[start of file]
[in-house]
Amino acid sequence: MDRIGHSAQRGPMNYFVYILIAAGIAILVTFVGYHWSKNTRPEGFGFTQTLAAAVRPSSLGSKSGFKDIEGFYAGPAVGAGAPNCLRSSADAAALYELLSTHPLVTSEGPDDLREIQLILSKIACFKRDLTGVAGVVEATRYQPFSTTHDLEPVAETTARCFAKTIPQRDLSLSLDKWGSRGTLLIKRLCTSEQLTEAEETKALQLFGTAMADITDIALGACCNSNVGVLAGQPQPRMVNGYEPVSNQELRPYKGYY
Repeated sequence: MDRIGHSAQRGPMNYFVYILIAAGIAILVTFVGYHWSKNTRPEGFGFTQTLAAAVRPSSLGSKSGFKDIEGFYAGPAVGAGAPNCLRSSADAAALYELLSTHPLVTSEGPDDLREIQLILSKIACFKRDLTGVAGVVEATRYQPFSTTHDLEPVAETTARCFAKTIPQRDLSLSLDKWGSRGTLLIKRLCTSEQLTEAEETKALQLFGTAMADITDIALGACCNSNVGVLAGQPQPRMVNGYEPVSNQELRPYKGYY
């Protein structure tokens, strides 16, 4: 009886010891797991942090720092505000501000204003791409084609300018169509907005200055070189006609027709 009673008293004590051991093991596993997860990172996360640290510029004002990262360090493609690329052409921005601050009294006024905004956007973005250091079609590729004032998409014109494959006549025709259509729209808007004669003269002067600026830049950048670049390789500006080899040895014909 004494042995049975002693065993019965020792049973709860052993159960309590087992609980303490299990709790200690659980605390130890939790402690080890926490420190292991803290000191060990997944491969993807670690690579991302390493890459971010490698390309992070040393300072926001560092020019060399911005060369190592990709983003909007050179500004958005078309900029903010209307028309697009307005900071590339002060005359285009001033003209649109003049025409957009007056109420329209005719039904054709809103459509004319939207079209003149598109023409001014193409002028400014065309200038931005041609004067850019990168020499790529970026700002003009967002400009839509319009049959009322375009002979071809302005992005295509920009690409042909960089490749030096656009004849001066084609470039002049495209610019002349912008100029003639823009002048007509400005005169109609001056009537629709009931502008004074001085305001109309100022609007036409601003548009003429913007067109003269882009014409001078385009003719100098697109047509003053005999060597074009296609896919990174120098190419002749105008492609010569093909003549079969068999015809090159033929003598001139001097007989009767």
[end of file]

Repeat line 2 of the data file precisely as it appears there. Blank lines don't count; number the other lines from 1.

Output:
Amino acid sequence: MDRIGHSAQRGPMNYFVYILIAAGIAILVTFVGYHWSKNTRPEGFGFTQTLAAAVRPSSLGSKSGFKDIEGFYAGPAVGAGAPNCLRSSADAAALYELLSTHPLVTSEGPDDLREIQLILSKIACFKRDLTGVAGVVEATRYQPFSTTHDLEPVAETTARCFAKTIPQRDLSLSLDKWGSRGTLLIKRLCTSEQLTEAEETKALQLFGTAMADITDIALGACCNSNVGVLAGQPQPRMVNGYEPVSNQELRPYKGYY